Backing the badge
The death of George Floyd at the hands of Minneapolis police officers less than two months ago has added new fuel to the long-simmering debate over criminal justice reform.
In addition to now-common discussions over pretrial incarceration, mental health resources and substance abuse treatment, advocates of reform are perhaps for the first time taking a serious look at policing itself, and they’re demanding radical systemic change.
Whether those demands are practical or beneficial for Western North Carolina communities will be argued for the foreseeable future, but it all comes down to one simple question.
What does it mean to “back the badge?”
Over the past few weeks, writers at The Smoky Mountain News delved into that very question, utilizing extensive public records requests and interviews with the region’s top law enforcement officials.
Beginning this week, we’ll bring readers a series of stories focusing on the context of police reform and the realities behind it.
• Law enforcement training — a constant job interview
• The conversation to defund the police
• Defund the police or back the badge — either way, prepare to pay
• Macon sheriff pleads for law enforcement pay increases
For example — becoming a police officer isn’t easy, even after extensive basic training is completed, but does that training give cadets the tools they really need to be effective police officers?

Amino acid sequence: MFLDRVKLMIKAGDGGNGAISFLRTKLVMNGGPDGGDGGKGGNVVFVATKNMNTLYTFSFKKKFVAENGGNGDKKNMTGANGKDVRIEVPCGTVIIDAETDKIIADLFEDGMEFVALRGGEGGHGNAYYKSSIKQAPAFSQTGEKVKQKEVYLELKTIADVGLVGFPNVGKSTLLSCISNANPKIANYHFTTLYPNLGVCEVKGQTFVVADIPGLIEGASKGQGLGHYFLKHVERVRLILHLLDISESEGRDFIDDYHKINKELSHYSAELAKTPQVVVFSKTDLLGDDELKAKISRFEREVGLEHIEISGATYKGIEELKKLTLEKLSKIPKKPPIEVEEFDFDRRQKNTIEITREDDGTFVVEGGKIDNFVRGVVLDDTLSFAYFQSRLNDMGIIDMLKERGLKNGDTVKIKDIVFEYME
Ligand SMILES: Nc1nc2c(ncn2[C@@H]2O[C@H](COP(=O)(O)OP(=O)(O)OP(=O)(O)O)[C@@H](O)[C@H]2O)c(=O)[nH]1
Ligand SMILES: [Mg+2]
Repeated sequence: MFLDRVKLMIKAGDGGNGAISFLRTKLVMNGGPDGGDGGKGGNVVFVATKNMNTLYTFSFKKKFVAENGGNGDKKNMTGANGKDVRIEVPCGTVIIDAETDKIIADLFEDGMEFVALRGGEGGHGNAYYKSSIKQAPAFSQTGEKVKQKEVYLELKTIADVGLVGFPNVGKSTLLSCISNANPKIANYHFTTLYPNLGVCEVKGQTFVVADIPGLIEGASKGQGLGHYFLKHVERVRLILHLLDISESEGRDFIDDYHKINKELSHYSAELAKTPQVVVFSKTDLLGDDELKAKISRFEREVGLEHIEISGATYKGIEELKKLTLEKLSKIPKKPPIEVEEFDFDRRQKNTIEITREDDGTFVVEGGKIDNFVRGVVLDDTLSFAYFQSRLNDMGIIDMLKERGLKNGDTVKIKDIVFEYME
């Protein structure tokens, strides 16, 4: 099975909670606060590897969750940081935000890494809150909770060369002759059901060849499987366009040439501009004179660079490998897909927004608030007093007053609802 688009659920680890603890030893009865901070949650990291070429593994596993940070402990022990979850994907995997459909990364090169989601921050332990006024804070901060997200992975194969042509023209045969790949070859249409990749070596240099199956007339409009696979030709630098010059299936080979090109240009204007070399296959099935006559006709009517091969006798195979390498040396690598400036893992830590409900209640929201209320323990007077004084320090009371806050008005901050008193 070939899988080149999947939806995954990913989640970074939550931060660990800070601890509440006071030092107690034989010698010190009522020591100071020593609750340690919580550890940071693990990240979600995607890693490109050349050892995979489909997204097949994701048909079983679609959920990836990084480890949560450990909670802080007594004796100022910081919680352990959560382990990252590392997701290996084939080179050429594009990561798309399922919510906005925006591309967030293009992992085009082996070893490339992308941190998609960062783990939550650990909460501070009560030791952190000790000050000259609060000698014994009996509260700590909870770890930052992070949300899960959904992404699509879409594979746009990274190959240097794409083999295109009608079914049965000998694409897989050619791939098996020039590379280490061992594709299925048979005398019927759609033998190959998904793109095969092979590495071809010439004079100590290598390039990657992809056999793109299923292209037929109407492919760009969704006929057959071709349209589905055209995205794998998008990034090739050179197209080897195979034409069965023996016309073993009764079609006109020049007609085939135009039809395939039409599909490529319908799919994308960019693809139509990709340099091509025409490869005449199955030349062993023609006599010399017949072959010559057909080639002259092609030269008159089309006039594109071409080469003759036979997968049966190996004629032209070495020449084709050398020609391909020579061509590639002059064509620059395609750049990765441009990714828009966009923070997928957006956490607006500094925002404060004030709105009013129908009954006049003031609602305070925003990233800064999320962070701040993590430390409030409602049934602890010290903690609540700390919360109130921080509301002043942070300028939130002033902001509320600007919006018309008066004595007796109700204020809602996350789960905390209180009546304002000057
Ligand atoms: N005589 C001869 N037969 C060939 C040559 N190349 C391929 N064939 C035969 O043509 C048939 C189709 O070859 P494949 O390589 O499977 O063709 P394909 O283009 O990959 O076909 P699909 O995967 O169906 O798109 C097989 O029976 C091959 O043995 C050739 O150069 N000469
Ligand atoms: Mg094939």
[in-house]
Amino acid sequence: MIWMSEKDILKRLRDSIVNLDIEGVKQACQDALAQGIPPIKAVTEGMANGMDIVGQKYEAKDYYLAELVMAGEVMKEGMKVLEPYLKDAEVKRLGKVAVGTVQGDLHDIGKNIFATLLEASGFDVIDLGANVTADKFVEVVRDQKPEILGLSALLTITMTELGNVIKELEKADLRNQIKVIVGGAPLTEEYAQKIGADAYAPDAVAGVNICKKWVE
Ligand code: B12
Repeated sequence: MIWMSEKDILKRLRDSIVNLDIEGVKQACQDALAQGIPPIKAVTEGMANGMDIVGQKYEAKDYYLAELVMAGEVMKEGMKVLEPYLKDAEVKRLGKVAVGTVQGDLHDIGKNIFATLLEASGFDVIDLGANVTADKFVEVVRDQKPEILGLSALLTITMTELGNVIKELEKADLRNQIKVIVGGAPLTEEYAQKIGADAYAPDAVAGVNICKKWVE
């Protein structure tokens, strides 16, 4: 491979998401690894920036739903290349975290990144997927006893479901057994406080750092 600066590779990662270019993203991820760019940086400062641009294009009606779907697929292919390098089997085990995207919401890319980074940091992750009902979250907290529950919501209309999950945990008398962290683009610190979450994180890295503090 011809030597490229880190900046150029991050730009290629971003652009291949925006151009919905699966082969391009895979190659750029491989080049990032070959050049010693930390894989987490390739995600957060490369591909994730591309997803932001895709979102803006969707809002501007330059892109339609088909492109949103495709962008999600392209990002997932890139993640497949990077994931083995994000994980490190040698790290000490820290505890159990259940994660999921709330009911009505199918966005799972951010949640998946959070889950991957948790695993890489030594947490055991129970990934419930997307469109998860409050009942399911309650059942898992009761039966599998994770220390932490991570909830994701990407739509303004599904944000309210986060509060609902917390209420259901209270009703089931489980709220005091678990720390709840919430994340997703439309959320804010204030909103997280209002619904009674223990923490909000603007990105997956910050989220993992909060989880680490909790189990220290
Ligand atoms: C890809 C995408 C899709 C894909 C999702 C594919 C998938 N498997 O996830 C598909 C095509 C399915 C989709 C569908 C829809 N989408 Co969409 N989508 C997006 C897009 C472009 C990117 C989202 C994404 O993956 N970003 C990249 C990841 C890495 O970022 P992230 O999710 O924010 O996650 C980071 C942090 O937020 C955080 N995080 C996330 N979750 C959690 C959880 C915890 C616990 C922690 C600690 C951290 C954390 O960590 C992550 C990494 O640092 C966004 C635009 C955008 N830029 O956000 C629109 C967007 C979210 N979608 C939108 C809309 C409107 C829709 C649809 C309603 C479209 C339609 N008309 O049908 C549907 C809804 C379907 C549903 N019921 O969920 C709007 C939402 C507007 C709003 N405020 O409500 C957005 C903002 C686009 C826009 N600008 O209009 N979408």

Some bemoan a lack of police funding and entry-level salaries described as “disgraceful,” but what do law enforcement officers really make, and what’s the impact of that on the average taxpayer?
Others call for “defunding the police” in favor of social workers or crisis intervention teams, but what would that look like from a public safety standpoint, and does it make financial sense?
The overwhelming majority of law enforcement officials acknowledge the presence of the same “bad apples” that exist in every profession, so why are current public records laws constructed so as to impede accountability?
Our investigation — conducted in conjunction with law enforcement agencies in Haywood, Jackson, Macon and Swain counties as well as the towns of Bryson City, Canton, Clyde, Franklin, Maggie Valley, Sylva and Waynesville — will add facts to a conversation that’s traditionally been long on opinion and emotion.
From all of that, one fact has become exceedingly clear — backing the badge means addressing the systemic shortcomings in policing that sometimes result in deaths like that of George Floyd and Breonna Taylor, but it also means addressing funding strategies that can result in poorly trained, underpaid, ill-equipped, inexperienced officers being thrust into situations and places most people fear to tread.